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Film review: Devaraya – Masala with a dash of history – The Hindu

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December 07, 2012 05:00 pm | Updated 06:11 pm IST
Srikanth and Meenakshi Dixit in 'Devaraya'
The director doesn’t wait upon a chance to introduce the audience to a garishly clad Dorababu (Srikanth); he sports a fuchsia coloured shirt; viewers squint or it could blind your eye. A hedonistic and popular village bloke, he believes in downing full bottles of whiskey, losing his dough to gambling and of course takes his pick among the village belles (who for some reason seem to be besotted with this ‘Dorababu’). He lusts over Swapna (Vidisha), a city-bred village girl, but eventually he wakes up to a world with morals and respect for women and realises he is in love with her. She gets Dorababu to mend his ways; the grandfather however plays spoilsport to all this. Amidst all this humdrum, there is a keen archaeologist who chances upon artefacts from the 15th Century, belonging to the Vijayanagaram Empire beyond the boundaries. Because these artefacts are so valuable, the archaeologist randomly hands them over to Swapna’s grandfather who is an expert in Devanagri script without a receipt of any kind (just saying!). The artefact is a diary of Sunandha, Krishna Devaraya’s courtesan and lover. This historical account ends abruptly as the pages of the diary become blank. Dorababu, we know now is the descendant of Krishna Devaraya and has taken birth to finish the construction of a temple. He walks into Swapna’s grandfather’s house with the archaeologist present and walks to the diary in a possessed state. The archaeologist then hands him a pen and makes him finish the diary, just like that; no verification of facts or reasoning required, lets take a chance and ruin a 500-year-old archaeological find! The rest of the story surmises how he finishes the construction of the temple. Oh! Wait, there is more there are ‘villains’ who want to construct a cement factory in place of the ancient temple; the reason we forgot to mention this is that, the director failed to give this central plot its dues!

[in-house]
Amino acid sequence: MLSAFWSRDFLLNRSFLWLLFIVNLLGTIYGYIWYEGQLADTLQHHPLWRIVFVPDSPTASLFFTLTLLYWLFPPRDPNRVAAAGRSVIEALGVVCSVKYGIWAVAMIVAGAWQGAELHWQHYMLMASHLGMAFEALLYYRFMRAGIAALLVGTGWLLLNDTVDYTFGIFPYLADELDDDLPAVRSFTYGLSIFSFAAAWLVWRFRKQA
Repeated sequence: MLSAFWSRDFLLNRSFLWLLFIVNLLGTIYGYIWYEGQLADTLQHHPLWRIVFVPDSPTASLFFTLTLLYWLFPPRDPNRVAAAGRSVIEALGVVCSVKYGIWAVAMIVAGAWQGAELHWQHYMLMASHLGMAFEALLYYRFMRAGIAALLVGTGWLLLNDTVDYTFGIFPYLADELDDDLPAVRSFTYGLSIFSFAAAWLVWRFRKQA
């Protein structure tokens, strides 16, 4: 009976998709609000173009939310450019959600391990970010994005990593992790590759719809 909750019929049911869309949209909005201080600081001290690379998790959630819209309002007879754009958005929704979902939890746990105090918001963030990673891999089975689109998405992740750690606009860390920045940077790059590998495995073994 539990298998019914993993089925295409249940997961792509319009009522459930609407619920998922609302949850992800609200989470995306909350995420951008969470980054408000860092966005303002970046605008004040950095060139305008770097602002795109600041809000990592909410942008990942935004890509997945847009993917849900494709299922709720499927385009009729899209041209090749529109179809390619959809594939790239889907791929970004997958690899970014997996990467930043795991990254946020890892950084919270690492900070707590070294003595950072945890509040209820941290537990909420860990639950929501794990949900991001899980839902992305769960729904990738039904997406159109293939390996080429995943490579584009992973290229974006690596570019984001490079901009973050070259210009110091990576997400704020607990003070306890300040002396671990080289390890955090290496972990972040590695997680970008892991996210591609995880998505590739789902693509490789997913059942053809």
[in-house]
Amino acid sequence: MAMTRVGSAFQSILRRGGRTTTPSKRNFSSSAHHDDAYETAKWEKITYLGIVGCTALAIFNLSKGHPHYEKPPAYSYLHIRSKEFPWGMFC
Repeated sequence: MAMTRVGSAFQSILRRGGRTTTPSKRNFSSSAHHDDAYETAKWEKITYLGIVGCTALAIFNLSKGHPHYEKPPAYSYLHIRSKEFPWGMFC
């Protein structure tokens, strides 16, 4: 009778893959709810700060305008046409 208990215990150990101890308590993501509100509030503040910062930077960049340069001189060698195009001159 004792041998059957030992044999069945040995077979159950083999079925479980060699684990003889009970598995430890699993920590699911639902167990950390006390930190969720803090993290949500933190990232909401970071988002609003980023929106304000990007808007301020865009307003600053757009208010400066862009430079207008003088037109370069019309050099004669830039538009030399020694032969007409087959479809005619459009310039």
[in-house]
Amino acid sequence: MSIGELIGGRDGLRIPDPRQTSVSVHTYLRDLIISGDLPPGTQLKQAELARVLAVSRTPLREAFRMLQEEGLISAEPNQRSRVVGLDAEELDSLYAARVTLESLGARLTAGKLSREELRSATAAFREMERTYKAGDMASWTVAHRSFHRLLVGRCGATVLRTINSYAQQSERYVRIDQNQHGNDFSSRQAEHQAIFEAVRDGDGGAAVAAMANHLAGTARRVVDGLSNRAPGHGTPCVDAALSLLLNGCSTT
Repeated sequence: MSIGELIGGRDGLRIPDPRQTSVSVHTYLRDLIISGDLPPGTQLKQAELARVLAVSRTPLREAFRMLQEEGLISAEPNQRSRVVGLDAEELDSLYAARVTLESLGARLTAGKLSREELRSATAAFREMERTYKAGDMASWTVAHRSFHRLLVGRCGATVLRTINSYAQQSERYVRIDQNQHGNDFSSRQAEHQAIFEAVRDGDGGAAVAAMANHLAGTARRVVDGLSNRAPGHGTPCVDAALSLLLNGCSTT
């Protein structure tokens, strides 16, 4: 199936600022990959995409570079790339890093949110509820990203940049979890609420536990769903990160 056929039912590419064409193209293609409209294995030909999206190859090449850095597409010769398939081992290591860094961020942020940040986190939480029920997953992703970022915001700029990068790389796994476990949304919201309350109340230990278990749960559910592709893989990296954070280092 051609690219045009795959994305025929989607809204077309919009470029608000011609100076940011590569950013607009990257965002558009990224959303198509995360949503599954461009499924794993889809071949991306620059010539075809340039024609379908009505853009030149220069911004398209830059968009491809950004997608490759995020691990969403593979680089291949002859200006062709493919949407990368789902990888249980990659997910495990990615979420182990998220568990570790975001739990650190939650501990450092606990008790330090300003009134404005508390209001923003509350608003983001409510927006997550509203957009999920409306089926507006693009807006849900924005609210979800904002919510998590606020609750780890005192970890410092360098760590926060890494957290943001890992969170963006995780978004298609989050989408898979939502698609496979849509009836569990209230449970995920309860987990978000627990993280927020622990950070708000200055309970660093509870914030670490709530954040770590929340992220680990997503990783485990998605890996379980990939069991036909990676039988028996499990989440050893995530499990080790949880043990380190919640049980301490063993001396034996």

With a plot in shambles, loud costumes, crass dialogues and illogical scenes, there is little that saves this film; add to this a CG that overkills. Direction, narration and screenplay and editing add to the mess instead of salvaging the film. Srikanth as Krishna Devaraya was bearable. The girls: Vidisha and Meenakshi Dixit contributed to the film with mere plastic expressions. The out-of-place, unnecessary and obtuse songs exerted tremendous pressure on the viewers’ temples.
Director: Naveen Krishna
Cast: Srikanth, Meenakshi Dixit, Vidisha, Jai Prakash Reddy, MS Narayana, Raghu Karumanchi, Ranganath and Sivaji
Music: Chakri
Genre: Historical Fantasy
Plot: Krishna Deva Raya reincarnates to finish an incomplete task
Bottomline: A pungent masala you can’t digest
The Hindu Cinema Plus
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